LONDON -- Shares in BAE Systems have rocketed over the past five weeks, up more than 20% since mid-February and just below last week's four-year peak above 390 pence.
Although the effect of squeezed budgets in the West has resulted in falling turnover for BAE Systems, I reckon that the company's role as a diversified product builder across the defence spectrum, coupled with its strategy to increase activity in new geographies, should uphold long term growth.
A prestigious brand in new markets
BAE Systems reported last month that group sales dropped 7% to £17.8 billion in 2012, in turn pushing pre-tax profit also 7% lower to £1.7 billion.
The company has faced mounting pressure from falling defence spend in the U.S., by far its largest single customer, and further sales pressure can be expected as crimped budgets weigh and operations in Afghanistan wind down in coming years.
However, BAE Systems remains a key supplier to the U.S., and just yesterday inked a jumbo five-year, £512 million contract with the U.S. military to provide explosives.
As well, the defence specialists are stepping up action in developing geographies, and saw order intake outside of the U.S. and U.K. rise to £11.2 billion last year from £4.8 billion in 2011. And a group-wide order backlog of £42.4 billion, up 8% from the previous year, provides decent earnings visibility.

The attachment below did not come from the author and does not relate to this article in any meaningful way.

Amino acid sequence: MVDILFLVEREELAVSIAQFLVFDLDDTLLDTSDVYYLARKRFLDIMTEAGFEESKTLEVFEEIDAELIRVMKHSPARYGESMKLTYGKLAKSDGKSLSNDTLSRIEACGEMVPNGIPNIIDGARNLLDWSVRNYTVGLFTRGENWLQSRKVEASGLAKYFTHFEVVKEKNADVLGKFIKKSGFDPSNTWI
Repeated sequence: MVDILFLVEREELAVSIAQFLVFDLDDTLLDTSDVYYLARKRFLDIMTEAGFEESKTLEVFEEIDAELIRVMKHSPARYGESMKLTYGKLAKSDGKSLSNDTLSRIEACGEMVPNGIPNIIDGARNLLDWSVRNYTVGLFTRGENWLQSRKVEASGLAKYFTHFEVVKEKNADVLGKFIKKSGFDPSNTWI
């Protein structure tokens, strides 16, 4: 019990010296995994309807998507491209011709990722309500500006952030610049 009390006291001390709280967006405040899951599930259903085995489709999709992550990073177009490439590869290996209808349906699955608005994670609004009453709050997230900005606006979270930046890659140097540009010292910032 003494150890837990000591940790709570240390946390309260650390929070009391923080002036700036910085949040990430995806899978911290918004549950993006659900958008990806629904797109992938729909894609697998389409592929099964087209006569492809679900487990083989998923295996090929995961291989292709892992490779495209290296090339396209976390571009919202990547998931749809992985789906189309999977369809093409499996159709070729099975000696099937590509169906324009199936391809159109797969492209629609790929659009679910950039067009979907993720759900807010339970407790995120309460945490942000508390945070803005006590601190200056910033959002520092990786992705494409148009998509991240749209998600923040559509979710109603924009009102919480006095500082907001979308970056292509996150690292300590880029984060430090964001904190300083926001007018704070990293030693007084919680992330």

Attractive dividend income on offer
Income investors love BAE Systems on account of its progressive dividend policy, which has continued to dig out shareholder payout hikes even in times of earnings pressure. City forecasters predict last year's 19.5 pence dividend to rise to 20.4 pence this year before marching on to 20.8 pence in 2014.
Payments this year and next are expected to provide yields of 5.2% and 5.3% correspondingly, some way ahead of the 3.5% FTSE 100 average. And with solid coverage above the widely-held security threshold of 2 times -- cover of 2.1 times is predicted for both of the next two years -- investors can be confident of future payout prospects.
In addition, BAE Systems also announced at March's results a three-year shareholder buyback programme which is expected to return as much as £1 billion to shareholders.
Target value for money
Earnings per share are set to rise 10% in 2013 to 43 pence, according to broker estimates, but are expected to remain flat next year.
Despite the recent share price acceleration, BAE Systems remains cheap in comparison to its aerospace and defence peers -- the company's P/E rating of 9.1 and 9.2 for this year and next stack up favourably to an average forward multiple of 11.7 for the wider sector.
I believe that this provides good value for money given the company's generous dividend policy and long-term growth prospects in new markets.
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